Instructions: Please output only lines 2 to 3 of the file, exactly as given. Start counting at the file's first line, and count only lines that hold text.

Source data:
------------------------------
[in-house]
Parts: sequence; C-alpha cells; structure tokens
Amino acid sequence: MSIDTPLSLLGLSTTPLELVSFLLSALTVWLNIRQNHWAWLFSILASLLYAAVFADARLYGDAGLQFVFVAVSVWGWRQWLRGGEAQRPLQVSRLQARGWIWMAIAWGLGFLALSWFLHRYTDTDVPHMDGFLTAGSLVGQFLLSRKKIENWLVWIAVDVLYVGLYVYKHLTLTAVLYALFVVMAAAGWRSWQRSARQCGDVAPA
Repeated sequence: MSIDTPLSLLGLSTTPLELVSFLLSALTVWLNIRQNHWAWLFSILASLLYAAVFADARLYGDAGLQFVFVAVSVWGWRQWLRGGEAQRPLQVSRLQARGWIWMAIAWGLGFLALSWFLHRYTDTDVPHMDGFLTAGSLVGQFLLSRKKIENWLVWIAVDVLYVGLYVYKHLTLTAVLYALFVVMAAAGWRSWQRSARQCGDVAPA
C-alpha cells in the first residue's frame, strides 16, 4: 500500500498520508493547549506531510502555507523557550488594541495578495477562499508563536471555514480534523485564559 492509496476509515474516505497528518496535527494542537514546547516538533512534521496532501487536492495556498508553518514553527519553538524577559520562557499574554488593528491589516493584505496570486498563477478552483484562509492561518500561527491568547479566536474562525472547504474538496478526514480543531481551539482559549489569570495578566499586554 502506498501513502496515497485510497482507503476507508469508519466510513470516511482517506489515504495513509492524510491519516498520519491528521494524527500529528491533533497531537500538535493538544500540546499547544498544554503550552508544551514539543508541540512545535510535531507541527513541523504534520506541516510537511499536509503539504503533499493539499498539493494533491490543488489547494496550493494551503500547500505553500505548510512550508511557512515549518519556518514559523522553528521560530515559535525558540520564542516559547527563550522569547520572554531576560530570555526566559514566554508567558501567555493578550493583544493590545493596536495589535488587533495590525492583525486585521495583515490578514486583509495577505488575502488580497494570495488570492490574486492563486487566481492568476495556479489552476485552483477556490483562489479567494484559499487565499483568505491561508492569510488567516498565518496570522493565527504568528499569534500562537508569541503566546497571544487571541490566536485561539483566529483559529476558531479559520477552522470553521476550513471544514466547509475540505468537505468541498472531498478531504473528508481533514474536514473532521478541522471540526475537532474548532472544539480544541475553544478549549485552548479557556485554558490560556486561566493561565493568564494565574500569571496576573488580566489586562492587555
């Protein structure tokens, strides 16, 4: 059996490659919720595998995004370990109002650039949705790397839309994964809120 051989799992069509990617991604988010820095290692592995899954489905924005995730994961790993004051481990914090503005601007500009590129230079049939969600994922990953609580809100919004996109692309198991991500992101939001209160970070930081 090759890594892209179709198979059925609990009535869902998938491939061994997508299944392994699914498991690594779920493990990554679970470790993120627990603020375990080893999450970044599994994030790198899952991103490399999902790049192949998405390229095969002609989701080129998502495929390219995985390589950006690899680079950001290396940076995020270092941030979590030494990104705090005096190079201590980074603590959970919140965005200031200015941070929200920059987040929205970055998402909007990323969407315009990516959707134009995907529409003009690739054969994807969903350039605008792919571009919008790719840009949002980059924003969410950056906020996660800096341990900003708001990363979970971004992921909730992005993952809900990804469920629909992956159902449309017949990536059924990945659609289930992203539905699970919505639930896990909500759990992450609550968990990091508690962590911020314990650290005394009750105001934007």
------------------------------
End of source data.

Parts: sequence; C-alpha cells; structure tokens
Amino acid sequence: MSIDTPLSLLGLSTTPLELVSFLLSALTVWLNIRQNHWAWLFSILASLLYAAVFADARLYGDAGLQFVFVAVSVWGWRQWLRGGEAQRPLQVSRLQARGWIWMAIAWGLGFLALSWFLHRYTDTDVPHMDGFLTAGSLVGQFLLSRKKIENWLVWIAVDVLYVGLYVYKHLTLTAVLYALFVVMAAAGWRSWQRSARQCGDVAPA